1. First off, can you tell me a little bit about yourself and what inspired you to start writing for Coco Eco and Goodlifer?

“I grew up in Sweden, where a lot of sustainable thinking is ingrained into our daily lives. When I moved to Miami ten years ago I was struck with what I felt was a total lack of concern for the environment — it was impossible to recycle anything and people drove these big cars and ate all this highly processed food. I was very disheartened for a long time, and it wasn’t until I started putting together a sustainability-themed issue of a magazine for a design organization I was on the board of that I felt like I had found an outlet for the thoughts in my head. People don’t like to feel like they’re being preached to, even if they wanted the advice in the first place. I found the internet to be the best outlet for me, since people will not come to a site unless they were actually looking for something. I guess it’s a sort of passive preaching that suits me very well.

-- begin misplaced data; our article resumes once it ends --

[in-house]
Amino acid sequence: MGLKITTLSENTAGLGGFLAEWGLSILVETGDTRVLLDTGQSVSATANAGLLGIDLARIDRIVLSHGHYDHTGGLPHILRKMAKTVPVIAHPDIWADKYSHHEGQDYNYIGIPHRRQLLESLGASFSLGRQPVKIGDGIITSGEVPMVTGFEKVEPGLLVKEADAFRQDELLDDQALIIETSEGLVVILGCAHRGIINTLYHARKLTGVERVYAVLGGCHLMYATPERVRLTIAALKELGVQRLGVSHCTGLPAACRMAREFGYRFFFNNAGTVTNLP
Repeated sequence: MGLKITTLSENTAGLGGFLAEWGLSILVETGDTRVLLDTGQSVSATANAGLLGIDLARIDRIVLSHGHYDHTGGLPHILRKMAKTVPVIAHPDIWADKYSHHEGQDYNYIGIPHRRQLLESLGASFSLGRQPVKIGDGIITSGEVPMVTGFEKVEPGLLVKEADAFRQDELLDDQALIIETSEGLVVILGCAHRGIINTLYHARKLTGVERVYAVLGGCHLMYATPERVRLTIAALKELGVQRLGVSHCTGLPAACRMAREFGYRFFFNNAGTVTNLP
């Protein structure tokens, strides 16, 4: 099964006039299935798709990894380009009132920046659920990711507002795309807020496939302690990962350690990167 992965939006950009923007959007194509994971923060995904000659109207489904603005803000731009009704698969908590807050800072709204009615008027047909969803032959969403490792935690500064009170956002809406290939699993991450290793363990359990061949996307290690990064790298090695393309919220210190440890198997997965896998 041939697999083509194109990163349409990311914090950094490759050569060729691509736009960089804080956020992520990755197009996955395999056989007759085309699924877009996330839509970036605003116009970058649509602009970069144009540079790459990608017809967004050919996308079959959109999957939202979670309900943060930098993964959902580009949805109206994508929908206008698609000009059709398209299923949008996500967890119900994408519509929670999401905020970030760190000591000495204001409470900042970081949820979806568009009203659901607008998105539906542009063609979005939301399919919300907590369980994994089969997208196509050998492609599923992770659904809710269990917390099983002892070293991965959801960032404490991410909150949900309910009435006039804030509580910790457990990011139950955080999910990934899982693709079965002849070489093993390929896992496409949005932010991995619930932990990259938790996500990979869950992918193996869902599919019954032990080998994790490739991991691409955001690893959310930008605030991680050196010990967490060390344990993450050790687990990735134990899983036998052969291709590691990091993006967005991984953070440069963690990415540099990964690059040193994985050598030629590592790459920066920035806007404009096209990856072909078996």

I started Goodlifer shortly after I had moved to New York. Like for many others, it was that classic moment of feeling down on the world after seeing “An Inconvenient Truth” and not knowing what I could do about it. The newsmedia just feeds us with all this negativity and it’s easy to feel powerless. I decided that I needed to find the good stuff that was out there — people and companies doing great things rooted in sustainable thinking — and figure out what defines Good Life in the 21st Century. Since I was doing all this, I felt like I wanted to share it with anyone else who may be in that same place. Thus, Goodlifer was born.

The team behind Coco Eco and I found each other through mutual friends in the sustainability world, and since our philosophies had many synergies we decided we needed to work together. When it launched two years ago Coco Eco was the first “glossy” magazine to go entirely digital. I’m not sure if there are others out there now, but that kind of trail-blazing spirit is what I think we need to create positive change in the world.”